How Do You Choose the Right Therapist?
The pitfalls of in-network therapists.
Posted Jun 01, 2018
How do you know if someone is the right therapist? A patient can choose between many different therapies nowadays and if the patient is not in the mental health field, he/she may not understand what kind of treatment they want or need. Insurance companies prefer short-term symptom-oriented therapies. But the patient has to decide what kind of treatment he/she wants. This is not easy to determine before you have experienced therapy. If you are in pain, you just want the pain to end.
Some people choose therapists by cost, i.e. if the person is covered by insurance. I'm not on any insurance plans, but most of my patients get out-of-plan payments and I have a sliding scale to accommodate people without insurance. But therapists are not washing machines. If you choose a therapist because he or she is on sale, you may not be getting the most experienced person or a therapist who has the ability to help you with your unhappiness.
Choosing a therapist because you will have a cheap co-pay may turn out to be very expensive. First, you may spend precious years of your life spinning your wheels and not working out the problems that are making you unhappy. Second, I believe therapy only works if the patient makes a commitment to it. There are rough times in therapy when the patient and therapist are working on painful things. The patient may wish to avoid the appointment and not have to deal with those things. Or the patient may be angry at the therapist for saying something he/she did not want to hear or know. If the cost is $10 for the session, it is easy to cancel or miss a session. Cheap in fact! Third, money is often a central problem for patients. In order for the patient to work on issues around money, it has to emerge at some point in the treatment. If the cost is low and the fee is not raised at any point, the patient's issues around money may never come out in the treatment.
For many people, the inability to deal with money is part of the problem that makes them unhappy. Yet, talking about money can be more difficult for some patients than talking about sex. Paying a reasonable fee forces the patient to deal with two important issues: in order to get what I want and need in life, I have to earn money; and the therapist is a professional, albeit a caring one, not my mother or a lover. These issues emerge in the treatment when the patient is paying a reasonable fee and it is increased incrementally over time. The patient may be happy to pay a low fee and never have it increased, but he/she may be missing out on an opportunity to deal with important therapeutic issues.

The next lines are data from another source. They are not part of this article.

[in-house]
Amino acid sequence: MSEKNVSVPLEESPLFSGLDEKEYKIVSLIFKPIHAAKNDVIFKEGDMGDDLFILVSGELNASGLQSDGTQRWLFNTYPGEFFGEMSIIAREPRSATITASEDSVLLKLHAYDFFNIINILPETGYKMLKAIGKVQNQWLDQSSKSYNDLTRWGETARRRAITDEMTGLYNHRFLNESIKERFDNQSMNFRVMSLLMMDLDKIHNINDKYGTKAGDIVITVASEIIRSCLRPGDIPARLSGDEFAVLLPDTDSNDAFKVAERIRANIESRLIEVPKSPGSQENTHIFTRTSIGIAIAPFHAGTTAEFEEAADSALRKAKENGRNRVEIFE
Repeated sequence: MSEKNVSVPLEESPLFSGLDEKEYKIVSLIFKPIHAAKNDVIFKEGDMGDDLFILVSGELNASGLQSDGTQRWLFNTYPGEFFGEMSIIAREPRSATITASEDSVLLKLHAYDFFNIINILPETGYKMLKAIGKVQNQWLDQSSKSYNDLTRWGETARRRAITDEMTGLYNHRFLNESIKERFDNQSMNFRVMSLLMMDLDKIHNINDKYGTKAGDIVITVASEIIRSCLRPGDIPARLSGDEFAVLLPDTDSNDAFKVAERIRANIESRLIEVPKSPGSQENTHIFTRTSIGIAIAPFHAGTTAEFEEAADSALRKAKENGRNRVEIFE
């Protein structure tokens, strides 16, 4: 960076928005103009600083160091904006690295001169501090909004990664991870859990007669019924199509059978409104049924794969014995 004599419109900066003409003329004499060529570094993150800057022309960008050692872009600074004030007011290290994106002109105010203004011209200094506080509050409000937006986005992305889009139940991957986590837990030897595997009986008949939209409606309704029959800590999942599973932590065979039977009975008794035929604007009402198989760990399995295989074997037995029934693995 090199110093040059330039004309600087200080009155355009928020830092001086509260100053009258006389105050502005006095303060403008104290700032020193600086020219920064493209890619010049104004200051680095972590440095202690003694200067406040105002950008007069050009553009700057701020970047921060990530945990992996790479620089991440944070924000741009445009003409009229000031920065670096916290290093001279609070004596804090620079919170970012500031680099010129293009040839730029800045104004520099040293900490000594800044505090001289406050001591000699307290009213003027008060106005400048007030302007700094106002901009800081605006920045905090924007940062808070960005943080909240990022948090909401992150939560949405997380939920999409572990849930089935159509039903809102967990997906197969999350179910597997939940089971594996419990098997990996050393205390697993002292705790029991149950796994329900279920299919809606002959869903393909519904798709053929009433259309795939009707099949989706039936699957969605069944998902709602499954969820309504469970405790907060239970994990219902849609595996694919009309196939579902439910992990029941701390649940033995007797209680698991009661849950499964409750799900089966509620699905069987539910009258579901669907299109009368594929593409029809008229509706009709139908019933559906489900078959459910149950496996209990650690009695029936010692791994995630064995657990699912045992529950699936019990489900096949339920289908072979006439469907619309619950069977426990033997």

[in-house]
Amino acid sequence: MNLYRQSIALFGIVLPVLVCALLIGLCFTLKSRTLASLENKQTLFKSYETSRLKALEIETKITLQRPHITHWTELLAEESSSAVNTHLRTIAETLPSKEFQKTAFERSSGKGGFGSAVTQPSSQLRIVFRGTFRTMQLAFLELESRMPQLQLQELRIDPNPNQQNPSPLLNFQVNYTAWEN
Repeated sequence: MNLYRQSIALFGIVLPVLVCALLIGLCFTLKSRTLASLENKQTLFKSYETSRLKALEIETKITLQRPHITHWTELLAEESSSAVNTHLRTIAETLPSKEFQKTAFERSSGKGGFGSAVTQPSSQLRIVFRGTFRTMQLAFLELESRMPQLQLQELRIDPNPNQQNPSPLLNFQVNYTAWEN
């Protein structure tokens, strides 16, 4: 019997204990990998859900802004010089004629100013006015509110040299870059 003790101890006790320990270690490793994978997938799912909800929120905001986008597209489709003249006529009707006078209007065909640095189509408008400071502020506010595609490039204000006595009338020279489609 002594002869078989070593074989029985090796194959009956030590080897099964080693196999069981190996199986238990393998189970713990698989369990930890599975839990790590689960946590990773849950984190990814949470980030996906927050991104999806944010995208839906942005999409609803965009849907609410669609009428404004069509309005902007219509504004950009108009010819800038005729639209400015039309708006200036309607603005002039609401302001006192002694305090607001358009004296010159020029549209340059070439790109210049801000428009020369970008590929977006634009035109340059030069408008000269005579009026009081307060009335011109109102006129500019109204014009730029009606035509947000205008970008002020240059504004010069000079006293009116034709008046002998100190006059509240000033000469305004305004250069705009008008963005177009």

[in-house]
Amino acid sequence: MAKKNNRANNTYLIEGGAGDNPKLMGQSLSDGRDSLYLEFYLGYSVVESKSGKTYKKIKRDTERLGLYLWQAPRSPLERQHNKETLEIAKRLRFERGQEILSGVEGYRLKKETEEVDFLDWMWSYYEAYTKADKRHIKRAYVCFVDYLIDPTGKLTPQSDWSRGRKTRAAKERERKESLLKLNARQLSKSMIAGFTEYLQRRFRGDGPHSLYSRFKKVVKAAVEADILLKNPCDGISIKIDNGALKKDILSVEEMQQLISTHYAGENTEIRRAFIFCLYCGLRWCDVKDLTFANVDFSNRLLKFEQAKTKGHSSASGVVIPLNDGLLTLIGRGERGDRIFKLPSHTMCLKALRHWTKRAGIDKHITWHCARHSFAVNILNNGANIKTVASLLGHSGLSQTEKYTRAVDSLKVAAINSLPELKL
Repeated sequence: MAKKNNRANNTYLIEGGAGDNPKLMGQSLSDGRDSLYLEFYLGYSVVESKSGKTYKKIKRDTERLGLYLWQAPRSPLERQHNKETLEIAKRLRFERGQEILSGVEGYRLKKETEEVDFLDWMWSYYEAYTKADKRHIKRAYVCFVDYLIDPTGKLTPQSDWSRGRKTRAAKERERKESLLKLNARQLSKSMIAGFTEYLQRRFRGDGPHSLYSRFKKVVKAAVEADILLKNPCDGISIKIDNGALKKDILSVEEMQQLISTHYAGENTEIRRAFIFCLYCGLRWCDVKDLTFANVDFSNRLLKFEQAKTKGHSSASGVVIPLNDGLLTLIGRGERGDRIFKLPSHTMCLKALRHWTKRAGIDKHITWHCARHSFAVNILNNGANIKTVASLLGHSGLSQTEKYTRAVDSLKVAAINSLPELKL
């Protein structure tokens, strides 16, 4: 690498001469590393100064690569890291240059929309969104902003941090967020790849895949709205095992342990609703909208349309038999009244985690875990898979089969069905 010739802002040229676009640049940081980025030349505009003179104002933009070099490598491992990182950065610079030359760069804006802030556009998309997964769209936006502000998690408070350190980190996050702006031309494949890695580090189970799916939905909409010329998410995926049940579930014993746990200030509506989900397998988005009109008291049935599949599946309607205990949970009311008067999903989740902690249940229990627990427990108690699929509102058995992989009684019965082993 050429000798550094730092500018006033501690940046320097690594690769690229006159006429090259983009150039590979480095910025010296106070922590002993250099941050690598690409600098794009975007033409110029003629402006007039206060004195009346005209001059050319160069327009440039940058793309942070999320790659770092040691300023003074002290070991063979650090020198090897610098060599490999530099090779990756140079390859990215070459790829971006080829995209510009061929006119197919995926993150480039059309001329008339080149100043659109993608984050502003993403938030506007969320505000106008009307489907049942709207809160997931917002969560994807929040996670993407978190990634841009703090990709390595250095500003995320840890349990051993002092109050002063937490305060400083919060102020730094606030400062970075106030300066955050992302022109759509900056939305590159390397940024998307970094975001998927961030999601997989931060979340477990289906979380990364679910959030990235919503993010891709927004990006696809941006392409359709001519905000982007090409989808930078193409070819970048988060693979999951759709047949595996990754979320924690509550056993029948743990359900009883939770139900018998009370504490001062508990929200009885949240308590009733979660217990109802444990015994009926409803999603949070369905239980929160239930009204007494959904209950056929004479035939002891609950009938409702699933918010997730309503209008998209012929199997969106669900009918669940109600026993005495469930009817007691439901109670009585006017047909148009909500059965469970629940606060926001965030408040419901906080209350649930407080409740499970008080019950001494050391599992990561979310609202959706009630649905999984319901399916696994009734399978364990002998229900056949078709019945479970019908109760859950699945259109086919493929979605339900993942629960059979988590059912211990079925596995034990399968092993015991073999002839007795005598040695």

Many people say "trust your gut" when choosing a therapist. But that might be a problem if your "gut" is what's been getting you in trouble and/or making you unhappy. So you cannot always trust your gut. However, in order to develop a therapeutic alliance (which is crucial in any type of therapy), the patient has to feel some rapport with the therapist and feel comfortable talking to him/her.
Asking friends about their experiences with their therapists is an excellent way of getting a sense of different types of therapy and therapists. Have any of your friends gone into therapy and changed as a result? Those are the friends to ask: Is your therapist a good listener? Does your therapist give advice? Does your therapist talk about the relationship between you or only about outside relationships? Does your therapist have sliding fees? Although it's not always easy to find the right therapist for you, referrals from friends you trust is a much better basis for choosing a therapist than who has the lowest co-pay.